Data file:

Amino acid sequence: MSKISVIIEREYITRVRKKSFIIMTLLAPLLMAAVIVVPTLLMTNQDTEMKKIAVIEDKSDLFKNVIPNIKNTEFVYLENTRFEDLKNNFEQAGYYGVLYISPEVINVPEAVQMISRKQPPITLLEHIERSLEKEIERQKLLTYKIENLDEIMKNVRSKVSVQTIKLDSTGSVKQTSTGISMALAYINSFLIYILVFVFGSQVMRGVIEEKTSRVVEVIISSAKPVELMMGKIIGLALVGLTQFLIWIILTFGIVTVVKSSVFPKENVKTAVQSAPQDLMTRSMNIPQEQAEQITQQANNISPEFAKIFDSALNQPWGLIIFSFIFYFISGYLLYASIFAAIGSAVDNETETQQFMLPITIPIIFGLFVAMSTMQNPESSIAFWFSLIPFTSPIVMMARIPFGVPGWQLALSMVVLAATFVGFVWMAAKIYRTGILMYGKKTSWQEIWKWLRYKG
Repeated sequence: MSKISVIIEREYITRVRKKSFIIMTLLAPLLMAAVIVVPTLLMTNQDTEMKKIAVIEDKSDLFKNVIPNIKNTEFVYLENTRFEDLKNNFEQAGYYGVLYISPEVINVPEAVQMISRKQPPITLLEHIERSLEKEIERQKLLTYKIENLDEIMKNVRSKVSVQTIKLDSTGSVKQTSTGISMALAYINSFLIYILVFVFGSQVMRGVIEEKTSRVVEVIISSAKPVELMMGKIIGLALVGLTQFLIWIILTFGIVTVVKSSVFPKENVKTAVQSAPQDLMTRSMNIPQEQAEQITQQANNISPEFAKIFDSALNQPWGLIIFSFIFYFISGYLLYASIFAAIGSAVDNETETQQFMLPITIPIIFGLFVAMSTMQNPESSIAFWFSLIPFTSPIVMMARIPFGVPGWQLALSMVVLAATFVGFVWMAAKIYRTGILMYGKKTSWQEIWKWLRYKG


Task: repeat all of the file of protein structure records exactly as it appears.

Amino acid sequence: MSKISVIIEREYITRVRKKSFIIMTLLAPLLMAAVIVVPTLLMTNQDTEMKKIAVIEDKSDLFKNVIPNIKNTEFVYLENTRFEDLKNNFEQAGYYGVLYISPEVINVPEAVQMISRKQPPITLLEHIERSLEKEIERQKLLTYKIENLDEIMKNVRSKVSVQTIKLDSTGSVKQTSTGISMALAYINSFLIYILVFVFGSQVMRGVIEEKTSRVVEVIISSAKPVELMMGKIIGLALVGLTQFLIWIILTFGIVTVVKSSVFPKENVKTAVQSAPQDLMTRSMNIPQEQAEQITQQANNISPEFAKIFDSALNQPWGLIIFSFIFYFISGYLLYASIFAAIGSAVDNETETQQFMLPITIPIIFGLFVAMSTMQNPESSIAFWFSLIPFTSPIVMMARIPFGVPGWQLALSMVVLAATFVGFVWMAAKIYRTGILMYGKKTSWQEIWKWLRYKG
Repeated sequence: MSKISVIIEREYITRVRKKSFIIMTLLAPLLMAAVIVVPTLLMTNQDTEMKKIAVIEDKSDLFKNVIPNIKNTEFVYLENTRFEDLKNNFEQAGYYGVLYISPEVINVPEAVQMISRKQPPITLLEHIERSLEKEIERQKLLTYKIENLDEIMKNVRSKVSVQTIKLDSTGSVKQTSTGISMALAYINSFLIYILVFVFGSQVMRGVIEEKTSRVVEVIISSAKPVELMMGKIIGLALVGLTQFLIWIILTFGIVTVVKSSVFPKENVKTAVQSAPQDLMTRSMNIPQEQAEQITQQANNISPEFAKIFDSALNQPWGLIIFSFIFYFISGYLLYASIFAAIGSAVDNETETQQFMLPITIPIIFGLFVAMSTMQNPESSIAFWFSLIPFTSPIVMMARIPFGVPGWQLALSMVVLAATFVGFVWMAAKIYRTGILMYGKKTSWQEIWKWLRYKG